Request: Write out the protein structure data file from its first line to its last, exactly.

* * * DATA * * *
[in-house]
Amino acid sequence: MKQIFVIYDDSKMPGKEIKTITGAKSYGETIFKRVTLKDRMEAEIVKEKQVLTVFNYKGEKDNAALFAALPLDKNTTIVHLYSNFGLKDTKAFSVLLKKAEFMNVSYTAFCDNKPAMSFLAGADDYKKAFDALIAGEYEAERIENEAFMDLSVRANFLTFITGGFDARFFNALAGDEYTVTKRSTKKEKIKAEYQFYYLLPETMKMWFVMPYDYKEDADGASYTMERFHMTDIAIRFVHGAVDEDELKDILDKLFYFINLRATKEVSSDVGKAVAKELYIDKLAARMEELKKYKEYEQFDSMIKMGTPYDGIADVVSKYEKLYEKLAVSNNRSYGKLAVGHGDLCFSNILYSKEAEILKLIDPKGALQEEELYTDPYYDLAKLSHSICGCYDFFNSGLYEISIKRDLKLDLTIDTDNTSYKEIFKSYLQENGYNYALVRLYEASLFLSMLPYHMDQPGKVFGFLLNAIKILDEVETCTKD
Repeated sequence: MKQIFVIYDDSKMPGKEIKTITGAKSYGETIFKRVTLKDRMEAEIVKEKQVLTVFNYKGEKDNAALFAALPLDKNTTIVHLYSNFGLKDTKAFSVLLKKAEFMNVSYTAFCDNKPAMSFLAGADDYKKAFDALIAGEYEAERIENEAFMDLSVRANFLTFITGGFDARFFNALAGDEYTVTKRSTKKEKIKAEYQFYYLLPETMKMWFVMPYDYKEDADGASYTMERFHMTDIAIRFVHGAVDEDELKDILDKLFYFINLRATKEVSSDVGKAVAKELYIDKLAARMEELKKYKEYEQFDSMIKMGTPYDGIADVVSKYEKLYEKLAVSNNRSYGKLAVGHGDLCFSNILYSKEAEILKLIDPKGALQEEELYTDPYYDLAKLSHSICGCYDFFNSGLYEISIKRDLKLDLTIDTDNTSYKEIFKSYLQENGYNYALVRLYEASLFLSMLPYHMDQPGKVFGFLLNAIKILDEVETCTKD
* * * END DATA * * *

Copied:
[in-house]
Amino acid sequence: MKQIFVIYDDSKMPGKEIKTITGAKSYGETIFKRVTLKDRMEAEIVKEKQVLTVFNYKGEKDNAALFAALPLDKNTTIVHLYSNFGLKDTKAFSVLLKKAEFMNVSYTAFCDNKPAMSFLAGADDYKKAFDALIAGEYEAERIENEAFMDLSVRANFLTFITGGFDARFFNALAGDEYTVTKRSTKKEKIKAEYQFYYLLPETMKMWFVMPYDYKEDADGASYTMERFHMTDIAIRFVHGAVDEDELKDILDKLFYFINLRATKEVSSDVGKAVAKELYIDKLAARMEELKKYKEYEQFDSMIKMGTPYDGIADVVSKYEKLYEKLAVSNNRSYGKLAVGHGDLCFSNILYSKEAEILKLIDPKGALQEEELYTDPYYDLAKLSHSICGCYDFFNSGLYEISIKRDLKLDLTIDTDNTSYKEIFKSYLQENGYNYALVRLYEASLFLSMLPYHMDQPGKVFGFLLNAIKILDEVETCTKD
Repeated sequence: MKQIFVIYDDSKMPGKEIKTITGAKSYGETIFKRVTLKDRMEAEIVKEKQVLTVFNYKGEKDNAALFAALPLDKNTTIVHLYSNFGLKDTKAFSVLLKKAEFMNVSYTAFCDNKPAMSFLAGADDYKKAFDALIAGEYEAERIENEAFMDLSVRANFLTFITGGFDARFFNALAGDEYTVTKRSTKKEKIKAEYQFYYLLPETMKMWFVMPYDYKEDADGASYTMERFHMTDIAIRFVHGAVDEDELKDILDKLFYFINLRATKEVSSDVGKAVAKELYIDKLAARMEELKKYKEYEQFDSMIKMGTPYDGIADVVSKYEKLYEKLAVSNNRSYGKLAVGHGDLCFSNILYSKEAEILKLIDPKGALQEEELYTDPYYDLAKLSHSICGCYDFFNSGLYEISIKRDLKLDLTIDTDNTSYKEIFKSYLQENGYNYALVRLYEASLFLSMLPYHMDQPGKVFGFLLNAIKILDEVETCTKD